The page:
The project will go a long way towards realising the country in the Horn of Africa’s aspirations for cleaner and more security energy supplies.
It should create green jobs and generate exports to fast-emerging markets for low-carbon fuels and industrial production.
CWP Global’s Chairman Mark Crandall said their work with the Ministry for Energy and Natural resources confirm their “alignment and shared vision for a pioneering 10GW renewable energy hub with the capacity to diversify Djibouti’s energy mix, provide secure potable water supplies to local communities, further develop local and regional agriculture, and open the door to emerging international markets for green hydrogen and derivatives, including green ammonia.”
“It is also critical to us that the project is aligned with Djibouti’s vision 2035 economic plan, which prioritises closer cooperation with regional neighbours, including Ethiopia, where’re there is great scope for collaboration on green energy, and an opportunity to build a thriving new commercial hub at the mouth of the Red Sea,” said Crandall.
CWP Global CEO Alex Hewitt said that COP27 showed momentum is building quickly across Africa to pursue massive-scale renewables and green fuel.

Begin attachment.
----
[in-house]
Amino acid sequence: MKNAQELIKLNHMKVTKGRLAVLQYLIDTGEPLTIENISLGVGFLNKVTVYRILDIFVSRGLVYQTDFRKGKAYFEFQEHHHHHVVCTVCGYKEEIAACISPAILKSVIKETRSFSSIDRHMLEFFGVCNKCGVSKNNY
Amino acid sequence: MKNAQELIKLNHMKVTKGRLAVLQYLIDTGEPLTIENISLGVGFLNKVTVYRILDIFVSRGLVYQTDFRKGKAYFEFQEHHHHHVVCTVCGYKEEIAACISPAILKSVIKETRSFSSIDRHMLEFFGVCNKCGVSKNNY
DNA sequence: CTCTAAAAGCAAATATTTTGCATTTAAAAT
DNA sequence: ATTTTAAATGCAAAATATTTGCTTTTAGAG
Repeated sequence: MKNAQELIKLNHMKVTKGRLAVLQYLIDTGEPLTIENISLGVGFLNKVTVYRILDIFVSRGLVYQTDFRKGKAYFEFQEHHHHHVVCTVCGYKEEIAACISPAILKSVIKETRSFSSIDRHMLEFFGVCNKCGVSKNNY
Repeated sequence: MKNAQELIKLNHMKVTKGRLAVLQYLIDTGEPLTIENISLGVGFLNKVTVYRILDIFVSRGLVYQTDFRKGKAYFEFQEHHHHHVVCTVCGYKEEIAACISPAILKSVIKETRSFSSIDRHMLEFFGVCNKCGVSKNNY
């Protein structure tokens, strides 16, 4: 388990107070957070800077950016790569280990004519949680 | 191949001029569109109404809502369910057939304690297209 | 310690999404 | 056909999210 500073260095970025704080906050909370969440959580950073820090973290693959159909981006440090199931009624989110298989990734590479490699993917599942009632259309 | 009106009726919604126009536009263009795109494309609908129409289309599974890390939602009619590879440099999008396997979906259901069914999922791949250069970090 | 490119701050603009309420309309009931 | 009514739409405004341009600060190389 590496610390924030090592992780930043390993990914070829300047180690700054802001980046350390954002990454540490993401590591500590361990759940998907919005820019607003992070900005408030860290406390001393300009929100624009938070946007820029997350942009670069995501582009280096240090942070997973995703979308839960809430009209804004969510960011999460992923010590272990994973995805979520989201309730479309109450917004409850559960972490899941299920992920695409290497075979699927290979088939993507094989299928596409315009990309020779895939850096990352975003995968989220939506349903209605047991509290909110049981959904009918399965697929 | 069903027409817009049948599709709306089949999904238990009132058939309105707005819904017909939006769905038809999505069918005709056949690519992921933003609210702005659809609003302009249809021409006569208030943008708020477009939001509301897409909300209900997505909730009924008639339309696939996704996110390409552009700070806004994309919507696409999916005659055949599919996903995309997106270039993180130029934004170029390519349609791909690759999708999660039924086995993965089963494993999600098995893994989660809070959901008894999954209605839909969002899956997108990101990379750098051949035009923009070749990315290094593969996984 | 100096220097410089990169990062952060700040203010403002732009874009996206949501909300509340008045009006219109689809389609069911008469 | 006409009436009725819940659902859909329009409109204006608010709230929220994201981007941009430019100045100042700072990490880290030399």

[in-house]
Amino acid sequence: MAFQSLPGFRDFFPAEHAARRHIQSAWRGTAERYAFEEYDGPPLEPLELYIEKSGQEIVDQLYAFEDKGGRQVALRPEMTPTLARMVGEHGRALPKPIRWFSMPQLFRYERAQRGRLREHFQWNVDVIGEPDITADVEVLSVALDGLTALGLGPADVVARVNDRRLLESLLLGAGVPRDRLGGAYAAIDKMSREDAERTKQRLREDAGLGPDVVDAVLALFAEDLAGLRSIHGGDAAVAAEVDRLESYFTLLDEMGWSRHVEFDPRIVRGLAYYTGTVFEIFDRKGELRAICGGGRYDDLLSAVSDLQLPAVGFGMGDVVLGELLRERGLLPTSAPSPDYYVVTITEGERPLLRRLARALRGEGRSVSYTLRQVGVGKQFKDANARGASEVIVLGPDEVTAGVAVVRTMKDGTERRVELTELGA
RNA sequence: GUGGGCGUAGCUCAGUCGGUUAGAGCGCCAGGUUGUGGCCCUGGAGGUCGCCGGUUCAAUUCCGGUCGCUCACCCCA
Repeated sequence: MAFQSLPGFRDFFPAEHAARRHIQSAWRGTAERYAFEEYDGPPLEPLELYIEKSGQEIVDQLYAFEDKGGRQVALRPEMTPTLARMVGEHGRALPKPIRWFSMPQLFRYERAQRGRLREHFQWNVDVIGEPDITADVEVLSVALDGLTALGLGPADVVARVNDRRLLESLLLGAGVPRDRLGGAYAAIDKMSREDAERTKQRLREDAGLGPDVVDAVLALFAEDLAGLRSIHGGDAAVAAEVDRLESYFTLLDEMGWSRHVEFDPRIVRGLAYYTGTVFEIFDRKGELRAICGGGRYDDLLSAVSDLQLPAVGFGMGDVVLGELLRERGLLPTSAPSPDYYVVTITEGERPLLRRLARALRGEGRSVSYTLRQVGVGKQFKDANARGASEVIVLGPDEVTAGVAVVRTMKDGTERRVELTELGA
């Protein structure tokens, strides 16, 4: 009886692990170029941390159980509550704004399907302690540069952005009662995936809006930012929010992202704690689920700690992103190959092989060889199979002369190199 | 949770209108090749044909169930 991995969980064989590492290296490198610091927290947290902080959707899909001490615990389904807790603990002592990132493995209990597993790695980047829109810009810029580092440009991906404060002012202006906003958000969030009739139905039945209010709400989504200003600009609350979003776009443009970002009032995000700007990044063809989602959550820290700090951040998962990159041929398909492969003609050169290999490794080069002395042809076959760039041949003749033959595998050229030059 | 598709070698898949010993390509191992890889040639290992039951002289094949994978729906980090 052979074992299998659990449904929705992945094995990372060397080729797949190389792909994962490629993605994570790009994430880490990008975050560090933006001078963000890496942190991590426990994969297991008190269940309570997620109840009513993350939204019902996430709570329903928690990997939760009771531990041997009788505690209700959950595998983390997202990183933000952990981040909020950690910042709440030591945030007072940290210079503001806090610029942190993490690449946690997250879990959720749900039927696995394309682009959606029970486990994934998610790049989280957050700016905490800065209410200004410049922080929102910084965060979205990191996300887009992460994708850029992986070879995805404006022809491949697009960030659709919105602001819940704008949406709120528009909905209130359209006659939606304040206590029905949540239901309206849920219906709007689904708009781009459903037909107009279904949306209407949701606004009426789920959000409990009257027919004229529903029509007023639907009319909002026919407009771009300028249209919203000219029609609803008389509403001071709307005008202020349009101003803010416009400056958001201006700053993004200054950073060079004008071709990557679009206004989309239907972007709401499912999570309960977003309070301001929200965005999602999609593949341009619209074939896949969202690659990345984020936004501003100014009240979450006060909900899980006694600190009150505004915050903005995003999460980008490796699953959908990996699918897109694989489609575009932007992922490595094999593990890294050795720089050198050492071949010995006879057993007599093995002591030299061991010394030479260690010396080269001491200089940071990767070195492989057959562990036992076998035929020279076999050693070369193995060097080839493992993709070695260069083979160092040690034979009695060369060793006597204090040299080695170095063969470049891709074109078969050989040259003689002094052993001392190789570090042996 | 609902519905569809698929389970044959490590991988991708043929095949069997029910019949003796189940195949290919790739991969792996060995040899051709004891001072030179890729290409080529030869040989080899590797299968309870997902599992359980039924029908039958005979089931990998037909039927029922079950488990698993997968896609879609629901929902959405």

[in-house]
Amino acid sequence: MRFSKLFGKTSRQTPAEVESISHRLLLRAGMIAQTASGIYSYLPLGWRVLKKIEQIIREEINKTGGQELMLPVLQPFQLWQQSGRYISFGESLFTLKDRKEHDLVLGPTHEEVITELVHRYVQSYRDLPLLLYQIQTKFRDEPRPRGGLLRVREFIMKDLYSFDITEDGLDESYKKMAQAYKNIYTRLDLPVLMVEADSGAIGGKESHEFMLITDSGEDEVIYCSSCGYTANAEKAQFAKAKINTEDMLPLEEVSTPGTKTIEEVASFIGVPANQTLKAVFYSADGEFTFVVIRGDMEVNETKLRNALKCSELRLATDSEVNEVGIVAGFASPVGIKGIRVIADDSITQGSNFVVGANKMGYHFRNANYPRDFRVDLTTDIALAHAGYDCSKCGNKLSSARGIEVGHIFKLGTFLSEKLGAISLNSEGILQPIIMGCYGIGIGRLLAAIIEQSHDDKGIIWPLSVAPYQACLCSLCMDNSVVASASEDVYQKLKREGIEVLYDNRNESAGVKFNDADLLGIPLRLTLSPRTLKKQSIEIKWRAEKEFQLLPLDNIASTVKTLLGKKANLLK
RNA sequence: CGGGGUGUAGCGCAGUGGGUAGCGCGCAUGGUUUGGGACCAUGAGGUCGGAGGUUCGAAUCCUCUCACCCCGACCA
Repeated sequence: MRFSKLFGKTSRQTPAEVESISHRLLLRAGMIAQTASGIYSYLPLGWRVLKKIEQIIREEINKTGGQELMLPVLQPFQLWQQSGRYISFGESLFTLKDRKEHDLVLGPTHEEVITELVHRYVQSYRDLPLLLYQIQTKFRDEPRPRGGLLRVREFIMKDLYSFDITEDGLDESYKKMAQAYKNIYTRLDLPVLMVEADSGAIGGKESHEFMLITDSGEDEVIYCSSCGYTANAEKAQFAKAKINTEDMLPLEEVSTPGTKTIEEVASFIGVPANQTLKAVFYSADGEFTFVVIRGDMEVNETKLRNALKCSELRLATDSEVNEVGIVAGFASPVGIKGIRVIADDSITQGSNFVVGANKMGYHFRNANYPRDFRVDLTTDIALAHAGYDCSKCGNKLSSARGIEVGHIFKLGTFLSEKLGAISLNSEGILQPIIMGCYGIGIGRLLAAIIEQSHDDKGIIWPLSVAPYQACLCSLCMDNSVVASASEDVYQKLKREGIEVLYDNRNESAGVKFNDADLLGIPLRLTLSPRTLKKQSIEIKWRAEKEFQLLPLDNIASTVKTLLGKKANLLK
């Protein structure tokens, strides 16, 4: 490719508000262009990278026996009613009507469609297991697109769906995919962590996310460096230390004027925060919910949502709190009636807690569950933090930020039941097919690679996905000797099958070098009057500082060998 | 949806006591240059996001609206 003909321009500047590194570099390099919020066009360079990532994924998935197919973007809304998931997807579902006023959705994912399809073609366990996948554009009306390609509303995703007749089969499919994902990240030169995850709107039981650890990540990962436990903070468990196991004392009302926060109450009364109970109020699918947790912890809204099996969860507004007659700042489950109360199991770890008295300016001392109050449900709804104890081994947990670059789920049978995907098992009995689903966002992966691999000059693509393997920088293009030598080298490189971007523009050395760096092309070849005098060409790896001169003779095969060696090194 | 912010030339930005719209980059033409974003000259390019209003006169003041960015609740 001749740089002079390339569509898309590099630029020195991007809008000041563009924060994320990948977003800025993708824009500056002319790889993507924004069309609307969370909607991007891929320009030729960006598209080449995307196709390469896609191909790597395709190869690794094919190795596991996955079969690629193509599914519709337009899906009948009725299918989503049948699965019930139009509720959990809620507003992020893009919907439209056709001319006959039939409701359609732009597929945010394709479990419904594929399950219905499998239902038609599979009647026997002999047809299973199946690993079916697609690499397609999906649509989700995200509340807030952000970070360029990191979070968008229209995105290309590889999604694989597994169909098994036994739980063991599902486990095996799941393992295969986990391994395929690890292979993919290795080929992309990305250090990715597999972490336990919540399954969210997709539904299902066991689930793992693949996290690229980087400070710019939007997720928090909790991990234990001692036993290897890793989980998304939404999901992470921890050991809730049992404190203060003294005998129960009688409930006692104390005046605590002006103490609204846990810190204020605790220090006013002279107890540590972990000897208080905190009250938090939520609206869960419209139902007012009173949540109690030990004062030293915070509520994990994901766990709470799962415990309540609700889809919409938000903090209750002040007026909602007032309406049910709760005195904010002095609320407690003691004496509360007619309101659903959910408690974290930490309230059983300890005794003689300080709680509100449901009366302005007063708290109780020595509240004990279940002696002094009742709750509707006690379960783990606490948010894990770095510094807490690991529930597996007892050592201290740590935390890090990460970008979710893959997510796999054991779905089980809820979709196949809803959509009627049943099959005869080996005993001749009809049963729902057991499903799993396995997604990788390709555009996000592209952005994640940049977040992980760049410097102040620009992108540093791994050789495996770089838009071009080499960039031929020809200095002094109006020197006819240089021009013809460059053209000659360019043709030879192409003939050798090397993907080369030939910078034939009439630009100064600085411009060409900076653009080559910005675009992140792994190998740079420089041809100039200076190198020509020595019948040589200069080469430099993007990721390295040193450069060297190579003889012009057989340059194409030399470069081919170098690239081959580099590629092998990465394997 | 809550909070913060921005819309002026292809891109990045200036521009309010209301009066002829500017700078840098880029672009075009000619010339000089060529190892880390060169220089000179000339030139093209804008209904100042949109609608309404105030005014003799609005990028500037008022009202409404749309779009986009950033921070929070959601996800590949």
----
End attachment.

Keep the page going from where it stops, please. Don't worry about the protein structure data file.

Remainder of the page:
“We intend to utilise our experience in developing a leading PtW portfolio over the last five years to move quickly and collaboratively in developing this project in Djibouti, a country blessed with outstanding natural resources and a highly strategic location,” said Hewitt.
Earlier this year the Djibuti Ministry of Energy and Natural Resources also signed a framework agreement with Australian company Fortescue Future Industries (FFI), around the production of green hydrogen from renewable energy at two sites, one in north-Goubet and the other in Obock.
FFI, green energies subsidiary of iron ore company Fortescue Metal Group wants to install two hydrogen and ammonia production units using green energy at the sites.
At the signing of that framework agreement, Djibouti Minister of Energy and Natural Resources Yonis Ali Guedi said the country did not want to miss “the historic moment when green hydrogen, produced with decarbonised electricity, becomes the fuel for the energy transition and that countries which will manage to control the production of this energy will have a considerable advantage.”
Guedi also expressed delight in knowing the port infrastructure for the transport and export of green hydrogen was in the finishing phase.